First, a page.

How Well Prepared Are Students and their Families to Pay the Price of Attending College?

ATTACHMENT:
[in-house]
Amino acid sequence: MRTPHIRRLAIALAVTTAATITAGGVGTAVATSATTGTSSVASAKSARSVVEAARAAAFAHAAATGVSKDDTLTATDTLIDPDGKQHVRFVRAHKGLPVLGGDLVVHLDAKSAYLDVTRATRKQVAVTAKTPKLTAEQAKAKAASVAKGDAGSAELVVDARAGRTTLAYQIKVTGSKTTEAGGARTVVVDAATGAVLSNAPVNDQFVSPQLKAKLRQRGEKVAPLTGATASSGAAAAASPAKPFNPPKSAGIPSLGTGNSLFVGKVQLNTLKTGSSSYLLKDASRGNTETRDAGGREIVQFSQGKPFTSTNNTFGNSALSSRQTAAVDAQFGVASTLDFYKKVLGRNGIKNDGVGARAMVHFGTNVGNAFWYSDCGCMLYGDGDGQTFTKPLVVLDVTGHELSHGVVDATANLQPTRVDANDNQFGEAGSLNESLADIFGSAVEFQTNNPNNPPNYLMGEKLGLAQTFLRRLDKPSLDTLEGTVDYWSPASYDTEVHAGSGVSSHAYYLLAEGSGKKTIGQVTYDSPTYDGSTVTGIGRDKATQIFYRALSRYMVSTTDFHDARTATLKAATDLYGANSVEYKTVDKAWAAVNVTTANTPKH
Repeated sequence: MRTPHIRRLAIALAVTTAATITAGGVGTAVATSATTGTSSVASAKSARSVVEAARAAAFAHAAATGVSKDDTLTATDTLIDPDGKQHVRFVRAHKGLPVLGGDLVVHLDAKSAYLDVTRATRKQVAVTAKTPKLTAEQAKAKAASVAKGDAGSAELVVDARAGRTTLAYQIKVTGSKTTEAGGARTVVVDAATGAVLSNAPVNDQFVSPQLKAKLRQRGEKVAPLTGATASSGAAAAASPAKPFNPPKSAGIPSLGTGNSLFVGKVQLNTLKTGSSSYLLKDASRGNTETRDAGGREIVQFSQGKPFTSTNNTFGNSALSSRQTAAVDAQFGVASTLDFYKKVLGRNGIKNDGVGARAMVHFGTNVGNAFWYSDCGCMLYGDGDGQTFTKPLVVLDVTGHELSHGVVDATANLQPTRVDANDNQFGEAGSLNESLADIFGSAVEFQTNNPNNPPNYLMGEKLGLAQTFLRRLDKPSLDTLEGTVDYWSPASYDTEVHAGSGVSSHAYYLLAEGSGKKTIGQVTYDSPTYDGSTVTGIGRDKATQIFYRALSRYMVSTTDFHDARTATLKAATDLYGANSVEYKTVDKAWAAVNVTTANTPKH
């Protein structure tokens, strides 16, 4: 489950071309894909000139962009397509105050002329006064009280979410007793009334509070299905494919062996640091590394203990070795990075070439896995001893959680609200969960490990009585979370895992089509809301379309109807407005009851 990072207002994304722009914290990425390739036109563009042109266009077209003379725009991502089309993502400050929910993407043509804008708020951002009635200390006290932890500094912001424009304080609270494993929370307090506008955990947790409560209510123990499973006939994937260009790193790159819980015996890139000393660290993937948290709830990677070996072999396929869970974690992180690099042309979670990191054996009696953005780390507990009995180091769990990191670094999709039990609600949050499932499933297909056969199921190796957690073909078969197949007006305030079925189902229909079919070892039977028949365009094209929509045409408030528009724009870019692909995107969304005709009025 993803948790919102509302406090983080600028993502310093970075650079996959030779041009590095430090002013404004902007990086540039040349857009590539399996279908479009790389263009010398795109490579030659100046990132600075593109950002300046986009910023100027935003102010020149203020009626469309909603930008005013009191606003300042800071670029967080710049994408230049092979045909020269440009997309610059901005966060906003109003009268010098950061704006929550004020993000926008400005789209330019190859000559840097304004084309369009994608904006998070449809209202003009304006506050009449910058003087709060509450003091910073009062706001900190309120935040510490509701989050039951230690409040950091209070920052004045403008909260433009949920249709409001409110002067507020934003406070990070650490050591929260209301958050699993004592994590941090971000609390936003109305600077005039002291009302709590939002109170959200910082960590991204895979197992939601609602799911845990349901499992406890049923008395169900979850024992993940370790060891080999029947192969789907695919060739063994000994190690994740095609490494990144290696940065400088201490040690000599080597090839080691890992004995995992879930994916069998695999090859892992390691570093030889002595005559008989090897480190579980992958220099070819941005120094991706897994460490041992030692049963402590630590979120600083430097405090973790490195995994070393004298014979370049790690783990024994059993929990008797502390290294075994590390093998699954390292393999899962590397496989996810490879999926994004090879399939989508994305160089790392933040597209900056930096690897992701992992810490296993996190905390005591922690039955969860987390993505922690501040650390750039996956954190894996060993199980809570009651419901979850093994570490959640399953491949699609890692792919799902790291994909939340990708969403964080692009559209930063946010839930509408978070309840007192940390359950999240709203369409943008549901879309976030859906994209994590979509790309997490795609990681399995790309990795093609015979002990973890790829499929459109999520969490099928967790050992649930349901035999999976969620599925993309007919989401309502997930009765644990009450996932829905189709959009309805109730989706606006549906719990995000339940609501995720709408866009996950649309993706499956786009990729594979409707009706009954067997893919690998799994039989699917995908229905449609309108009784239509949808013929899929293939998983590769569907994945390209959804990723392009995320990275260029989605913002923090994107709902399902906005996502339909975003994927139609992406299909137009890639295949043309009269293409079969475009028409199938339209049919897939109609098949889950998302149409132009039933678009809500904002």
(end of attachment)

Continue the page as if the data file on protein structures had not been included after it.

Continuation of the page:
This month, the U.S. Department of Education released two reports that raise important concerns as we think about the goal of preparing all students for college and career. One report presents findings from the Integrated Postsecondary Education Data System (IPEDS) fall 2010 data collection and examines the price of postsecondary attendance.[1] The report notes a substantial increase over the past decade in average tuition and required fees; for example, the report cites a 47 percent increase for in-state students and 35 percent for out-of-state students at 4-year public postsecondary institutions. The average tuition and required fees for in-state students who attended these institutions in 2010-2011 is about $6,800 per year and $15,700 for out-of-state students. Factoring in housing costs (i.e., living on campus), the report cites an average price of attending a public institution of approximately $19,500 per year for in-state students and $28,900 for out-of-state students. (Tuition at nearly every other type of postsecondary institution increased substantially as well.) To put these figures into context, the U.S. Census Bureau reports that the median household income in the United States was $49,445 in 2010.[2] Indeed, median income is moving in the opposite direction of college costs; it declined 2.3 percent from the 2009 median. On the other hand, poverty rates have increased; there were 46.2 million people in poverty in 2010, up from 43.6 million in 2009. The Census Bureau reports that this is the fourth consecutive annual increase and the largest number in the 52 years for which poverty estimates have been published. The bottom line is that the cost of attending college is getting higher at a time when family and state budgets are getting tighter. As we think about the goal of preparing all students for college and career, a critical question arises: How well prepared are students and their families to pay the price of college? The second report released by ED suggests that answer is, not well prepared at all.[3] According to this report drawn from the High School Longitudinal Study of 2009 (HSLS:09), about one in four 9th graders had parents who expected them to attend college and planned to help them pay for it but who had not yet started to save money to do so. A little more than one in ten (13 percent) 9th graders had parents who expected them to attend college but had not thought about whether or not to help their child pay for college and another one in ten had parents who reported no plans to help them pay, though they expected their child to attend college. None of this is to suggest that families are the only source for college funding—many college students finance their educations through financial aid, scholarships, and employment. However, the trends reflected in these new reports suggest that paying for college could become increasingly challenging for aspiring students and their families. Note: This blog post was originally authored under the auspices of the National High School Center at the American Institutes for Research (AIR). The National High School Center’s blog, High School Matters, which ran until March 2013, provided an objective perspective on the latest research, issues, and events that affected high school improvement. The CCRS Center plans to continue relevant work originally developed under the National High School Center grant. National High School Center blog posts that pertain to CCRS Center issues are included on this website as a resource to our stakeholders. [1] Knapp, L.G., Kelly-Reid, J.E., & Ginder, S.A. (2011). Postsecondary Institutions and Price of Attendance in the United States: 2010–11, Degrees and Other Awards Conferred: 2009–10, and 12-Month Enrollment: 2009–10, retrieved from: [2] [3] LoGerfo, L., Christopher, E.M., and Flanagan, K.D. (2011). High School Longitudinal Study of 2009 (HSLS:09). A First Look at Fall 2009 Ninth-Graders’ Parents, Teachers, School Counselors, and School Administrators (NCES 2011-355). U.S. Department of Education, National Center for Education Statistics. Washington, DC: U.S. Government Printing Office.  

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